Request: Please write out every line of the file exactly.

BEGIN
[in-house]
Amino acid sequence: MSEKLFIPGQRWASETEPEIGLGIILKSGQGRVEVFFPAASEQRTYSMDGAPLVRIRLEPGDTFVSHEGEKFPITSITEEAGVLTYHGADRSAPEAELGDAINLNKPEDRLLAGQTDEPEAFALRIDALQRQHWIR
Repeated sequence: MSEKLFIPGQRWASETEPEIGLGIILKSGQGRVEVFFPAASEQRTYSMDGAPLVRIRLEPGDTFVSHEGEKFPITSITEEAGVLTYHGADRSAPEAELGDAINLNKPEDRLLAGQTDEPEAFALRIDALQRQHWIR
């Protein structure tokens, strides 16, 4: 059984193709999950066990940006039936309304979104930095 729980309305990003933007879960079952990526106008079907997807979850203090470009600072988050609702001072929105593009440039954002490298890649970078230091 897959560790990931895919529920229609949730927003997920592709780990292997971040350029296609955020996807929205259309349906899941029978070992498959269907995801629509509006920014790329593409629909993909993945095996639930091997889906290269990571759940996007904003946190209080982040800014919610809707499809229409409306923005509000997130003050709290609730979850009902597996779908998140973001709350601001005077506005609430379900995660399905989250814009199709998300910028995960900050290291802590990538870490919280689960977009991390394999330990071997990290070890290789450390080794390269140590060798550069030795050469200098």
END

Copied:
[in-house]
Amino acid sequence: MSEKLFIPGQRWASETEPEIGLGIILKSGQGRVEVFFPAASEQRTYSMDGAPLVRIRLEPGDTFVSHEGEKFPITSITEEAGVLTYHGADRSAPEAELGDAINLNKPEDRLLAGQTDEPEAFALRIDALQRQHWIR
Repeated sequence: MSEKLFIPGQRWASETEPEIGLGIILKSGQGRVEVFFPAASEQRTYSMDGAPLVRIRLEPGDTFVSHEGEKFPITSITEEAGVLTYHGADRSAPEAELGDAINLNKPEDRLLAGQTDEPEAFALRIDALQRQHWIR
């Protein structure tokens, strides 16, 4: 059984193709999950066990940006039936309304979104930095 729980309305990003933007879960079952990526106008079907997807979850203090470009600072988050609702001072929105593009440039954002490298890649970078230091 897959560790990931895919529920229609949730927003997920592709780990292997971040350029296609955020996807929205259309349906899941029978070992498959269907995801629509509006920014790329593409629909993909993945095996639930091997889906290269990571759940996007904003946190209080982040800014919610809707499809229409409306923005509000997130003050709290609730979850009902597996779908998140973001709350601001005077506005609430379900995660399905989250814009199709998300910028995960900050290291802590990538870490919280689960977009991390394999330990071997990290070890290789450390080794390269140590060798550069030795050469200098």